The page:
Posted by: smithdavid | October 1, 2017

The Day Before I Leave


Clean as! says the text from Greg, my brother-in-law. He, my sister and nieces have driven down for a walk along the Boardwalk and maybe later a drink at Gonubie Point where often we lean against the bumper of his bakkie and watch the waves pitch. On a good day there’ll be a few out negotiating the steep take-off and fast right and I’ll wonder how they make it look so effortless. On the best days, of which we’ve seen one, a pod of dolphins (thirty or so on the occasion we were there) will duck and dive around the surfers, wearing expressions which can be nothing other than grins.


I’m at home (five minutes up the road), arms still aching from a three hour surf this morning during which the ocean produced one clean three-footer after another. Either I go now for one last surf (I return to the UK tomorrow) or wait until the morning. Tomorrow my energy will be replenished, my head cleared of the haze from my long morning session. But it’s clean now – I pull my 3/2 off the line, strap Christine (my 8ft minimal) to the roof of the hire car.


I roll into the sand swept car park, turn into the only available space facing the sea. Once out the car I climb the lower rail of the balustrade to get a better view. In the bay the sea appears smooth and viscous, like liquid mercury, as the lines of swell pulse shoreward. A crew of five or six surfers, three or four SUPpers wait in the usual beachie position – between the two weather vanes on the rocks to the left, just to the right of the lifeguard house. Being a late starter (36 when I rode my first wave), I prefer not to compete for waves as often I end up following the wisdom of the crowd rather than trusting my own judgement and not making waves as a result. Also, there is much thrashing of arms in the line up when small waves come but not much riding. On my right, near the rock pool, the same lines of swell move inevitably towards the sand. I jog to the Boardwalk to be sure – the waves are small but catchable, every now and again a bigger one comes. Back at the car I pull the 3/2 the right way round one last time, take the board from the roof.

Wading in I wait for a break in the sets, start paddling – Christine glides (she’s so much easier to paddle than the 6’4” that I’ve been torturing myself with for most of my two weeks in Gonubie); I’m out back with minimal effort. I’ve just sat up when a wave begins cresting. I turn and paddle, feel the surge as the wave comes and then I’m up, accelerating down the face. I trim this way and that to keep momentum. It’s a long ride because Christine is so buoyant, I’m in the shallows when I finally jump off. Perhaps I’ve ridden too far but it’s an easy paddle out. I sit up, let the next wave go, stretch my arms a little. Across the bay the sun reflects off the twenty or so windows of a guest house and casts an orange echo onto the smooth water. I let two or three waves go and then paddle for one. The wave doesn’t take immediately but despite my tired arms I make the three or four extra strokes to pop-up and off I go again.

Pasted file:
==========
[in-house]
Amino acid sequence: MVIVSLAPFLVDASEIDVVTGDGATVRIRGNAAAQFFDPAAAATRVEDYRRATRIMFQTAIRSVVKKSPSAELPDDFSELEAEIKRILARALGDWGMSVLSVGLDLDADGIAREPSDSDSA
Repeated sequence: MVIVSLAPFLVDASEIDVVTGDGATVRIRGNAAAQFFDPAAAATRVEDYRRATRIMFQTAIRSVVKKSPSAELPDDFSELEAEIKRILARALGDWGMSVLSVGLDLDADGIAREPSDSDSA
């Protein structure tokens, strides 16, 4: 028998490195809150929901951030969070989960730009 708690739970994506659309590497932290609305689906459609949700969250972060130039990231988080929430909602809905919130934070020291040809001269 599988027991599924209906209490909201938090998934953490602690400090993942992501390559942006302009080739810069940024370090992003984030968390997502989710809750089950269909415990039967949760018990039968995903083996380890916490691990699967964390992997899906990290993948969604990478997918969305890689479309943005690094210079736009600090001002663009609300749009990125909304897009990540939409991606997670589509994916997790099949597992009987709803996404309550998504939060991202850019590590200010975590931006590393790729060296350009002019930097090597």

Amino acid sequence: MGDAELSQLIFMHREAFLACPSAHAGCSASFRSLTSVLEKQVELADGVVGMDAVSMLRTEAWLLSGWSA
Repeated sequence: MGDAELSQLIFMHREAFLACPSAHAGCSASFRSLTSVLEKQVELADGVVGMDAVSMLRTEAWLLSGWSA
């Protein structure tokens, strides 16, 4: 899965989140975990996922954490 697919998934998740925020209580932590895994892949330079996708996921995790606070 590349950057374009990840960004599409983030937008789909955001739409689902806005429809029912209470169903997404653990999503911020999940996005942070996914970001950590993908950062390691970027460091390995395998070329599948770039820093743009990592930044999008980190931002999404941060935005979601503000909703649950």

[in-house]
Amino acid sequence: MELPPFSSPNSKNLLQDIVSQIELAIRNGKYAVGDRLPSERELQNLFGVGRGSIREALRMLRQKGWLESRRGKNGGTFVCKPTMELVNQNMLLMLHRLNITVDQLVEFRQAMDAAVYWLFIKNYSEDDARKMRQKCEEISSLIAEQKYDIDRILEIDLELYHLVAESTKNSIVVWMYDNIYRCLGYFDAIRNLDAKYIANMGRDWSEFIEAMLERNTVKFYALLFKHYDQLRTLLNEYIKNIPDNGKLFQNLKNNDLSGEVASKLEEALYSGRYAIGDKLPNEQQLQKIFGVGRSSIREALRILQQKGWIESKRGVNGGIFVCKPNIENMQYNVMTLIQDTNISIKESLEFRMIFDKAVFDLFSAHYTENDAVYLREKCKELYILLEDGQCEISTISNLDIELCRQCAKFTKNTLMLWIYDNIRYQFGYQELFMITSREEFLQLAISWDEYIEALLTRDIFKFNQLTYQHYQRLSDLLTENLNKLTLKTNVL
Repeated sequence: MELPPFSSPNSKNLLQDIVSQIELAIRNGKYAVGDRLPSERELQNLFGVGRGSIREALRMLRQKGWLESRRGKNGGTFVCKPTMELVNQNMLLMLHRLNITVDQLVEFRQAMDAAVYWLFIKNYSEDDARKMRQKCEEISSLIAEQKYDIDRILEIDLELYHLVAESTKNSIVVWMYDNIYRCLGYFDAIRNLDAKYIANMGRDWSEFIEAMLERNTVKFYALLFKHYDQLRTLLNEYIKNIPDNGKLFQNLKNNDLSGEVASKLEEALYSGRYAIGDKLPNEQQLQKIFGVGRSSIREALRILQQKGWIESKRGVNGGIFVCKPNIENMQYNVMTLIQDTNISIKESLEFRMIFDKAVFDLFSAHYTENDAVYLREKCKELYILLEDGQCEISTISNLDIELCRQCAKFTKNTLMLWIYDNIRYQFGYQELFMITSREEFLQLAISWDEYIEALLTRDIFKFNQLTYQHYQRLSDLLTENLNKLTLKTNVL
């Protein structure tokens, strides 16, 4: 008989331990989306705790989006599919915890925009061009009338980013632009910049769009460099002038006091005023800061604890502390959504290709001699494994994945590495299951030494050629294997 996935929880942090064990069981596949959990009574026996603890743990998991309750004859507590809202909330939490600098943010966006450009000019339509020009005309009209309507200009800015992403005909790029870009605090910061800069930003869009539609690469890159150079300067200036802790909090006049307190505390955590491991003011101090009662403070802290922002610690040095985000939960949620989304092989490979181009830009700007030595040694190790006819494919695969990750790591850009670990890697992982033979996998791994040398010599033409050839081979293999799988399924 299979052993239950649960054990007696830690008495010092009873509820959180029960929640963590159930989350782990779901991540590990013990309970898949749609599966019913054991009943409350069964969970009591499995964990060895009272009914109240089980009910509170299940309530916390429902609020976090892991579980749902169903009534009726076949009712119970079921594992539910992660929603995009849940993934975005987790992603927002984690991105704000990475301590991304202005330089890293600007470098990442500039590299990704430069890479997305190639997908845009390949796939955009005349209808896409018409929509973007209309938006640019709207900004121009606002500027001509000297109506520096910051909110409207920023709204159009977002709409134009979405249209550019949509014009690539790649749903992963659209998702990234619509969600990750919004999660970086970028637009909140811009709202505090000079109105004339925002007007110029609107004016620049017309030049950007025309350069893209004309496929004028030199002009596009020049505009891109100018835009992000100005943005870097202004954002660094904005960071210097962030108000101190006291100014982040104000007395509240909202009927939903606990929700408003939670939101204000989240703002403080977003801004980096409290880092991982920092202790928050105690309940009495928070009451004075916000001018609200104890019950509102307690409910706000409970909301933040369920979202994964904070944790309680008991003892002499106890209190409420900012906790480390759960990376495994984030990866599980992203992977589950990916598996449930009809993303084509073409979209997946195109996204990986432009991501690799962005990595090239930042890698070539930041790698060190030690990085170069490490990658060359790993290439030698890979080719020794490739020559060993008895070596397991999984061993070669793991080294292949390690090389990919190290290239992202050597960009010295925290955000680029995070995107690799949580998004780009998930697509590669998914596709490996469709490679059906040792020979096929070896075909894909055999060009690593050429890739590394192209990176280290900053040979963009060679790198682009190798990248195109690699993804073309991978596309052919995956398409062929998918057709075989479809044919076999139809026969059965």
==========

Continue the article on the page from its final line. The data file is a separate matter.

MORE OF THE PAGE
When I get out back again I sense that someone is watching and look shorewards. On a lookout point of the Boardwalk stand a group that appears to be my family, though without glasses (my eyes are good for seeing a wave coming, everything farther that gets blurry) and in the fading light, I can’t be sure. But I have a strong sense that it’s them and I think how they’ve been witness to my surf journey – countless nose dives and missed waves and awkward crouches once up and endless endeavour and truncated rides because of my obstinance with the short board. As I watch the next wave come I know exactly when to start paddling and how to make those one or two extra strokes so that I’m up on the clean – I never for a moment think I won’t catch the wave. And now I’m riding the shoulder, weightless, clear water rushing towards me and then past.

The dusk has settled in further by the time I paddle out again – I look towards the main line-up, there are only a couple left (the SUPpers have left) and they’re not really getting waves. I feel a guilty satisfaction (ordinarily I will others to get waves) but today seems like vindication for all the time I’ve put into surfing. And the next time I surf I’ll probably get pounded so I enjoy the moment. I take another wave or two, it gets darker still. When I look back to the Boardwalk the group have gone. But they were my family, I’m sure, and they’ve seen enough. I take an ABF (absolute bloody final) wave (my third or fourth ABF) – this one chunkier, bigger, the ride faster. The water bulges on my right, smoother than before and bristling with more energy. I ride all the way in, jump off just before Christine’s fins hit the sand. Then, not looking back, I take the leash off and walk back through the dense dusk to the hire car.



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